For Planets that Max re-worked or created were specified to comply with existing locations and planet set shots in corresponding episodes. If audiences saw a red sky and a sandy soil on set, the planet had to look like that from the outside, too. Otherwise, he had a lot of freedom as an artist and appreciated working with Mike Okuda. “He created almost all graphics for Star Trek and was the architect of many of the buildings. He's got the Star Trek look down to a science."
Once Max Gabl had the basic parameters of a planet, it was up to him to get its look right.
"First, I was given surface type, cloud type, atmosphere colour, percentage of water bodies, special features and so on. I followed up with my own questions and determined the feasibility of the assignment. For example, how would colours and detail on set translate into a realistic view from space? Would this confuse viewers? On occasion, the producer actually wanted to see evidence of tall buildings on the planet from space.
In the end, Max’s job was one of artistic compromise that could realise the director’s vision and satisfy the fans. “I projected the textures onto 3D geometry, which was the fastest solution. Painting a sphere from scratch, with the constant, mathematically correct shifting of perspective and falloff, proved to be quite a task, sometimes weeks of work. I often modelled and lit entire scenes in 3D and then painted them over. The average planet took about two days.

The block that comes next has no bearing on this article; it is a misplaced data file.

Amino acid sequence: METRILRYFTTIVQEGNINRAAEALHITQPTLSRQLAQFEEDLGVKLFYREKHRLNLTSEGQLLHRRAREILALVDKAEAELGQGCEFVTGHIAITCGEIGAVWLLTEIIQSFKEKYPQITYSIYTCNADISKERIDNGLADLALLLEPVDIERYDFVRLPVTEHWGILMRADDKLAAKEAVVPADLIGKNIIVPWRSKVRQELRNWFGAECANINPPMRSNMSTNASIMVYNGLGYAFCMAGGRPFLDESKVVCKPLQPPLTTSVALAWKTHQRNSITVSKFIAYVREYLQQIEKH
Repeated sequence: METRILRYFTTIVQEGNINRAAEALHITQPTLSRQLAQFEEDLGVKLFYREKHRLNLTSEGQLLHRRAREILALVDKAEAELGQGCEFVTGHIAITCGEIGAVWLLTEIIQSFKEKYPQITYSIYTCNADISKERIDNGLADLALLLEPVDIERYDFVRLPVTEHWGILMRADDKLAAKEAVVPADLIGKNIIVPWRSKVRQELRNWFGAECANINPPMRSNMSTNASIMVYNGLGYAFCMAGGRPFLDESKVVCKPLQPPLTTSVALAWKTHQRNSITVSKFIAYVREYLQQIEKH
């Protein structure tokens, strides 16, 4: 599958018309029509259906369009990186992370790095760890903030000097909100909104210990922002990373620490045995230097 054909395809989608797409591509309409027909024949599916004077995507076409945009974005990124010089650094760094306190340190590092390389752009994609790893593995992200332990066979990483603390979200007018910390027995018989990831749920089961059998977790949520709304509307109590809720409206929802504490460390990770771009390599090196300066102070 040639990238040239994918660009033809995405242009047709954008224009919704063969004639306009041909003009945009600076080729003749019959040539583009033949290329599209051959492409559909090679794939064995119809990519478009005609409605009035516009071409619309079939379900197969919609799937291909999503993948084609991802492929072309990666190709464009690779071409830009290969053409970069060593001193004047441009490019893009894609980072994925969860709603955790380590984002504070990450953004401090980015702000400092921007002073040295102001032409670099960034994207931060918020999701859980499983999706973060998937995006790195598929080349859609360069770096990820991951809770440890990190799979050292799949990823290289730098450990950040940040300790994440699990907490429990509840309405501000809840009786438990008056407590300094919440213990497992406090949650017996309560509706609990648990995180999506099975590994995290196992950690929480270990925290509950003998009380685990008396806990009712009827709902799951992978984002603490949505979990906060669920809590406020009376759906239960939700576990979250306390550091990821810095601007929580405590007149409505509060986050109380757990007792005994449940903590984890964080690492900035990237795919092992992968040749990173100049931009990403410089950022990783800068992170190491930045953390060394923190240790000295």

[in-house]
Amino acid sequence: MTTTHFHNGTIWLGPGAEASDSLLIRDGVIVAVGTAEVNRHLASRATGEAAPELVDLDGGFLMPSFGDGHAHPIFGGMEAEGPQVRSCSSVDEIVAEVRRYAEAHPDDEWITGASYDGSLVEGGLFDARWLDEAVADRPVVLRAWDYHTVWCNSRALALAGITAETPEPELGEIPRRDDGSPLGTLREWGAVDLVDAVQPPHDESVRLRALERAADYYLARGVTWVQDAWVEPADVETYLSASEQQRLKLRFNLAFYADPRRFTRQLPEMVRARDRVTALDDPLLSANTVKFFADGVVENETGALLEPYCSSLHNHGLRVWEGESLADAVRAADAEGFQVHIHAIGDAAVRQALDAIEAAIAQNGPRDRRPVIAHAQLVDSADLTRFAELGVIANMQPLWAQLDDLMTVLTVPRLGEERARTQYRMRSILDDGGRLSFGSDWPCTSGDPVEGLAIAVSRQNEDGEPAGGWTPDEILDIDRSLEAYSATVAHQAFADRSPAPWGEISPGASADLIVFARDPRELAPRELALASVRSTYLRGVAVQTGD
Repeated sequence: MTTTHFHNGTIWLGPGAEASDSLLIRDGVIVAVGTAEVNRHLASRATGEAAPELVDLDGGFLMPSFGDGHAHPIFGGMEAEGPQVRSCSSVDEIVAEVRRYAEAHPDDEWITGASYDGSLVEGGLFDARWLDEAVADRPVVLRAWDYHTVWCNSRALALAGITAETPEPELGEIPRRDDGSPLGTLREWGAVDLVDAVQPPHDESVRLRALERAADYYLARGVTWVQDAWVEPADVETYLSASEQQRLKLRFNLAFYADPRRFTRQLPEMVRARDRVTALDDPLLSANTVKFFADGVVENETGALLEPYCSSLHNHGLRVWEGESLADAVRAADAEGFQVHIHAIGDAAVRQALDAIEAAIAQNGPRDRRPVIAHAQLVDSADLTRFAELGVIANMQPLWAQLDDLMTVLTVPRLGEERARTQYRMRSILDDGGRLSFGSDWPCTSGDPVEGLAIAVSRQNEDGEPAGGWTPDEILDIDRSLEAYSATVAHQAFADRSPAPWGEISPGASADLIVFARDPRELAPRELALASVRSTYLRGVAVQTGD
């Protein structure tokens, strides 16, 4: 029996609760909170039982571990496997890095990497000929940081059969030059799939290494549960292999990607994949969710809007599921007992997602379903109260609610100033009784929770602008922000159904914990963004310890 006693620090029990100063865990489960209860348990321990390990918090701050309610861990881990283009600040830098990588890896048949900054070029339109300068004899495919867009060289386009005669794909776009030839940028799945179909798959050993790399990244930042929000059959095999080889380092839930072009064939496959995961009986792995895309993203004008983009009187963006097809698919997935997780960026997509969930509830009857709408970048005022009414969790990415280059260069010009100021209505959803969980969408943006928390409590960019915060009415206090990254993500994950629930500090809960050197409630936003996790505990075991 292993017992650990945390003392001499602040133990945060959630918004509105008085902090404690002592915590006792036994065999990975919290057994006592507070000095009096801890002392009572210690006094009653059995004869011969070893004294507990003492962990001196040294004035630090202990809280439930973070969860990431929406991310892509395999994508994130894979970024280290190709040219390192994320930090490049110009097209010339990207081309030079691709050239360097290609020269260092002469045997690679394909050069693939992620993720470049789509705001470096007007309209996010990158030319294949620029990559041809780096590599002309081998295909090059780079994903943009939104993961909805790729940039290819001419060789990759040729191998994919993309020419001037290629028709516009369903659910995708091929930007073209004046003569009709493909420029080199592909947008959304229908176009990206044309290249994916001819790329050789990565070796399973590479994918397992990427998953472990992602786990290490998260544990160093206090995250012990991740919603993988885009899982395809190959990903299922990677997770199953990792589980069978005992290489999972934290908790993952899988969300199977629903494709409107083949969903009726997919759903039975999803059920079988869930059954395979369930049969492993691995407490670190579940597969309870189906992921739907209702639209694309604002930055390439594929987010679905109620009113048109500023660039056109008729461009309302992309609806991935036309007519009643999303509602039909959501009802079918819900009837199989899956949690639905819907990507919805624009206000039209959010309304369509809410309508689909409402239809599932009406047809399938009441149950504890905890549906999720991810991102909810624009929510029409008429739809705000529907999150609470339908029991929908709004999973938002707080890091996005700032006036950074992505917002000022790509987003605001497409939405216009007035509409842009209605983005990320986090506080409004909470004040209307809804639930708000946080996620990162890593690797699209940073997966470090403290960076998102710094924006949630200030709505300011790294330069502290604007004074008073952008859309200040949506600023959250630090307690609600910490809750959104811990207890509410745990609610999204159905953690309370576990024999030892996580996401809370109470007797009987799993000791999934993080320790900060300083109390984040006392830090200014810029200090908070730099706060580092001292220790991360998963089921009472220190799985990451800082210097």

While the new planets were not created from scratch, each went through several design steps. "I started with templates from NASA that I manipulated until I had something to work with. Then a lot of 'painting from scratch' was added to the mix, that is, painting with a pen on a Wacom Tablet. Many of the initial textures that I created were later modified and used for new planets. When I had the textures ready, I projected them onto 3D spheres.
“I obtained mountains and valleys for the elevations from geological web sites, and I painted over and modified them to be used as ‘bump and displacement’ maps. This is how the three-dimensional look of my planets was created. Harmonising the colour, textures and the displacement maps was a lot of work. The clouds, all of which are painted, consist of alpha channels that I projected on a second, slightly larger half-transparent sphere, for the illusion of a cloud layer hovering above the planet. Finally, I painted over the projections once again, to eliminate the '3D look' and to add some extra details."